7. 7. Secure By Design •  Product goes through a Security Development Lifecycle (SDL) –  Microsoft and others provide resources on this •  Threat Model determines required security controls •  Software coding practices •  Fuzz testing •  Independent 3rd Party Testing •  Well understood but takes years & effort
  8. 8. Insecure By Design Insecure By Design is not simply the lack of Secure By Design. It is much worse!!! Insecure By Design provides the attacker with everything he would want as a documented feature. There is no need to find a bug or vulnerability.
  9. 9. Insecure By Design “The pro’s don’t bother with vulnerabilities when attacking ICS. They use documented features of protocols and products.” Ralph Langner of Stuxnet fame
  10. 10. Charlie Miller / Chris Valasek 2014 •  Connected to a control system and … •  Were able to monitor and control, no surprise •  Incredibly impressive reverse engineering •  Completely unnecessary, many in this room have this knowledge •  The Safety question? –  Chuck Yeager or child jumping off roof? –  Marie Curie or blindly mixing chemicals to see what happens?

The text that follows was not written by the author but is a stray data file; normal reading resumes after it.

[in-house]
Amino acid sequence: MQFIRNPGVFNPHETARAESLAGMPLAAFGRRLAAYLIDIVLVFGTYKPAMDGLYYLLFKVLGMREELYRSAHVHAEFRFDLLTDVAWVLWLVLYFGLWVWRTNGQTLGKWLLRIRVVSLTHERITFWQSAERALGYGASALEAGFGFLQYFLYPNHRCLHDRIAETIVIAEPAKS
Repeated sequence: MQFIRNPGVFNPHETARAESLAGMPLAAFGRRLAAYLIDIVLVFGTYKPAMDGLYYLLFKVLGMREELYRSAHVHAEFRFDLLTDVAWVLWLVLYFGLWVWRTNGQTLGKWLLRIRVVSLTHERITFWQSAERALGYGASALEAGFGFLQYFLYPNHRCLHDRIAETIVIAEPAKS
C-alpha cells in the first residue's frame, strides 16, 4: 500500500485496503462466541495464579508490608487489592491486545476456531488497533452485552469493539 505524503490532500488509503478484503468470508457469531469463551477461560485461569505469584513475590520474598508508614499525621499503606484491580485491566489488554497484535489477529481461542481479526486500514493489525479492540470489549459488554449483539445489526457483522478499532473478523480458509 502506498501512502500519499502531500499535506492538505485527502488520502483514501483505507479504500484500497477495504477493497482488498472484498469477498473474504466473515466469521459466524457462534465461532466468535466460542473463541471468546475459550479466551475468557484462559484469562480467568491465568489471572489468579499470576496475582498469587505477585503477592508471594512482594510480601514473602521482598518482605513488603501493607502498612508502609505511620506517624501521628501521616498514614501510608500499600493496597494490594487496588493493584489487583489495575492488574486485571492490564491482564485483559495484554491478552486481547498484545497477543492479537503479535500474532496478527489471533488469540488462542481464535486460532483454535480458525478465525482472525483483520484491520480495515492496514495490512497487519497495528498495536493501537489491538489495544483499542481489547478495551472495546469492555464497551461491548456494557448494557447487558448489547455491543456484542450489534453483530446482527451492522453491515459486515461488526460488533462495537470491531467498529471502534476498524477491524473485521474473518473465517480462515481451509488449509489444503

11. 11. No Authentication •  No source or data authentication •  Access = Compromise –  Modbus TCP –  EtherNet/IP –  S7, DNP3, PROFINET, CC, HART, OPC Classic –  Proprietary Protocols – And CANBus
  12. 12. Security Perimeter is Key •  Bad guys will succeed if they get in •  Require effective security perimeter to keep them out •  ICS History –  Connected directly to corporate networks –  Some connected to the Internet –  Anytime, anywhere remote access for in house support, 3rd party support, convenience or curiosity